Book Review: Finding Violet Park by Jenny Valentine

This book also fall into the YA (young adult) category. The protagonist is the sixteen year old Lucas Swain. He lives with his mum, his older sister Mercy and his younger brother Jed. His father disappeared five years ago and nobody seems to know what happened to him, or if he is still alive. Lucas finds an urn, in the middle of the night in a mini-cab office. He discovers that the urn belongs to a lady called Violet Park and that she used to be a world famous pianist. He ‘rescues’ her from the dismal mini cab office and that’s when the story starts to get really interesting.

I don’t want to give too much away in this review. The book has a final twist that took me by surprise. Along the way Lucas makes several interesting discoveries about Violet, about his missing dad, about his mum, about his grandparents and his dad’s best friend Bob, who also fancy’s Lucas’ mother.

Although Lucas was meant to be a sixteen year old boy, he comes across as younger. The voice he has been given by the author sometimes does not really match his real age. Jenny Valentine makes great use of the grandparents, as a ‘go-to’ figure. This is quite a need solution, especially as young people often feel they can’t talk to their parents. It makes his nan and grandad useful adults in the book.

In the book he also meets a girl called Martha and they start a relationship, I do however find that this was an unnecessary extra character. I feel the role of his sister could have been more developed instead.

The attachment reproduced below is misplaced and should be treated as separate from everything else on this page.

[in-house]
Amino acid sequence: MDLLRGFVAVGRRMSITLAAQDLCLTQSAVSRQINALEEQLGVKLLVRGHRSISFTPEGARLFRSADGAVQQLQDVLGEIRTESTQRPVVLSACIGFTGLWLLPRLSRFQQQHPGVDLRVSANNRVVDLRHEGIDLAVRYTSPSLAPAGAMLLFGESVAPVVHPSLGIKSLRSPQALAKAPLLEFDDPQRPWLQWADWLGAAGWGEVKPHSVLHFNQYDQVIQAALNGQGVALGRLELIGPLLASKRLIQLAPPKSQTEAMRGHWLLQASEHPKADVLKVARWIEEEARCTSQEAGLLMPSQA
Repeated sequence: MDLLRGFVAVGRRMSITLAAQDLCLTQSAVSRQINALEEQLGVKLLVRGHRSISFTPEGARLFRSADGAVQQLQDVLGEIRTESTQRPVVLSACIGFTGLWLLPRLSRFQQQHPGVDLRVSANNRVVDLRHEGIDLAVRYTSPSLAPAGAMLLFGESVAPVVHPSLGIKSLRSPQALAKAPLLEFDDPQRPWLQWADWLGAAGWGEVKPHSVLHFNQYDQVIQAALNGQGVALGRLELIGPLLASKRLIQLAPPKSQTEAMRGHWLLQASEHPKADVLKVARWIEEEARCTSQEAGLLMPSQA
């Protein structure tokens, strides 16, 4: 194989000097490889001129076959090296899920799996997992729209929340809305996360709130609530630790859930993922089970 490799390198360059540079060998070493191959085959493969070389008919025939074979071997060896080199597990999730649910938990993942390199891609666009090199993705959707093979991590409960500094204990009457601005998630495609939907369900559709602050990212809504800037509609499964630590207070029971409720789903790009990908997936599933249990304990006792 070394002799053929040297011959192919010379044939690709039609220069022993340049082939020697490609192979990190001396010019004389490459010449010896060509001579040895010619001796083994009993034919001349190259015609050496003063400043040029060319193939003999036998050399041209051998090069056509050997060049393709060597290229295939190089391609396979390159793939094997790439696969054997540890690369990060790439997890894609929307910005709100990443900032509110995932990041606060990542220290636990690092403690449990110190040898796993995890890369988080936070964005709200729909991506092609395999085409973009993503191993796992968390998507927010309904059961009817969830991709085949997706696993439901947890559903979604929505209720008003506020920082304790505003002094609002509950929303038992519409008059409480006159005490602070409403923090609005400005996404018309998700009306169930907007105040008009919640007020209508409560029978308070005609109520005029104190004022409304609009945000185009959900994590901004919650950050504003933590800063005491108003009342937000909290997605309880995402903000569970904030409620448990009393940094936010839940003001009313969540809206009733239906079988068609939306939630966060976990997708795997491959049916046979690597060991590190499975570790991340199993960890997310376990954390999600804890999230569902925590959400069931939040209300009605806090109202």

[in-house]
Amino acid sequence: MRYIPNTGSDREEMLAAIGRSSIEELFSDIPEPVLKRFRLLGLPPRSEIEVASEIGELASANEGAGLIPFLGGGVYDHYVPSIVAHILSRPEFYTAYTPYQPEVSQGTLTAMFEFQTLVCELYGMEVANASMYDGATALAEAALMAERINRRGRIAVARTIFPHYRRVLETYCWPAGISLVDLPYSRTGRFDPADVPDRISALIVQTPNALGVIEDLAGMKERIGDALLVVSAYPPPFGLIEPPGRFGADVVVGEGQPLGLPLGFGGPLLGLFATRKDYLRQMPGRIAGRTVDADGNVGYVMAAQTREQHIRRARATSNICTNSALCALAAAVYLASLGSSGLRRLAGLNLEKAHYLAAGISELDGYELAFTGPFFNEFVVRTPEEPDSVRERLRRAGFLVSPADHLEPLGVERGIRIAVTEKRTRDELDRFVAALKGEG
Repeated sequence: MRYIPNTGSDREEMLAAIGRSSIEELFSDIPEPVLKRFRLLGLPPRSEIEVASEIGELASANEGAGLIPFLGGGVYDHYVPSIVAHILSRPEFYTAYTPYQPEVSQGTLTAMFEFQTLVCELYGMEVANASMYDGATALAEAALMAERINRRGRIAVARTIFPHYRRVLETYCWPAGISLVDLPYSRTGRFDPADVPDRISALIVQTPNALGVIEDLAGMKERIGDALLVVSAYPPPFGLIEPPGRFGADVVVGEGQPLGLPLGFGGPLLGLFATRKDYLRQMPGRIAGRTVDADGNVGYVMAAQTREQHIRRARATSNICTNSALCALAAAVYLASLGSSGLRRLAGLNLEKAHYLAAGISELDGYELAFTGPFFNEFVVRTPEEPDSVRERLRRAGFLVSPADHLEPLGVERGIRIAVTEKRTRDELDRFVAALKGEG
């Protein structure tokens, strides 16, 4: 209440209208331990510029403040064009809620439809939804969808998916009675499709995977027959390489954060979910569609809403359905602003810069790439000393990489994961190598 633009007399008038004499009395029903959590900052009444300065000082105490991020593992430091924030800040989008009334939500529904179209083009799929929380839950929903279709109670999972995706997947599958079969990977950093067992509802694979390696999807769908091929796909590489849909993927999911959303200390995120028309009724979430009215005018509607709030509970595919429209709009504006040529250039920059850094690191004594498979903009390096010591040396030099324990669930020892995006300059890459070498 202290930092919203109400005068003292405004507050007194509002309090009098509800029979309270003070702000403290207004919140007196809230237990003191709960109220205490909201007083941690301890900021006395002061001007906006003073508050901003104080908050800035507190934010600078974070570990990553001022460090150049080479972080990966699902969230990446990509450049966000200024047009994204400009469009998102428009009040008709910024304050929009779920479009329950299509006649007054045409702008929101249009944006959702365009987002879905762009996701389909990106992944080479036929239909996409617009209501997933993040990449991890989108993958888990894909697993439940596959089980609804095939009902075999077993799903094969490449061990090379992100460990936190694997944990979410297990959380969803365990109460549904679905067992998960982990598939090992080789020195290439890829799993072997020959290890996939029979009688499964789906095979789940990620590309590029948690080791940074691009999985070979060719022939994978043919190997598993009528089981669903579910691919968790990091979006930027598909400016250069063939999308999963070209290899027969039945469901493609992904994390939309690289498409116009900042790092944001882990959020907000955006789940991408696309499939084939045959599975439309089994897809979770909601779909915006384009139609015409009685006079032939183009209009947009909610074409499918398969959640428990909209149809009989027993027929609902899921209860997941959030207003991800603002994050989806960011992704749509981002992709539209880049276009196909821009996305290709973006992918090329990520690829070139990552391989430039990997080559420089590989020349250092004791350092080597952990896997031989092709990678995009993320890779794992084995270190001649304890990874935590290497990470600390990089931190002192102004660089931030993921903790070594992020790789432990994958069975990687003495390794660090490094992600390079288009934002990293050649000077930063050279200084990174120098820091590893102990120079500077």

I did enjoy reading this book, especially the surprise ending was very well done. I did not take me long to read. I feel the book can equally enjoyed by adults. There is a quote from the beginning of the book, which I found very thought provoking, which I just leave here at the end. Enjoy 😉:

‘It’s funny when you start thinking about pivotal moments in your life, chance happenings that end up meaning everything’.

‘I always wonder what happens to all the choices we decide not to make’.

Book Review: Before I Die by Jenny Downham (Now Is Good)

This is a Young Adult Novel and deals with the topic of cancer and death.

Tessa has a rare form of Leukaemia and only has months to live. She makes a list of things she really wants to do before she dies. Her best friend Zoey is helping her achieving the things on her list. It all changes when Tessa falls in love and Zoey has some bad/good news of her own. I don’t want to give too much away for those who have not read the book or watched the film.

Tessa’s parents are separated but her illness brings them closer towards the end. Tessa also has a younger brother Call. Her boyfriend is Adam. He comes across as a very mature and strong young man for his age and sticks by Tessa right until the end.

It is made clear from the start of the book that there is no cure and we, as the readers know that Tessa will ultimately die in the end. Nevertheless the book is very moving. It makes you laugh at times and cry at times. The end of the novel is extremely moving and had me sobbing. I very rarely have a book evoke emotions from me but this book did. It made me realise that we should appreciate every day, tell the people we love how we feel often, and not miss a moment, not waste any time.

I know the book is written for young adults, but the message the book has is important for every age group. I know there have been many book written about teenage cancer in the past few years, but I recommend this one, as it is so beautifully written with a strong female protagonist and a very strong message. This book gets my 👍 thumbs up.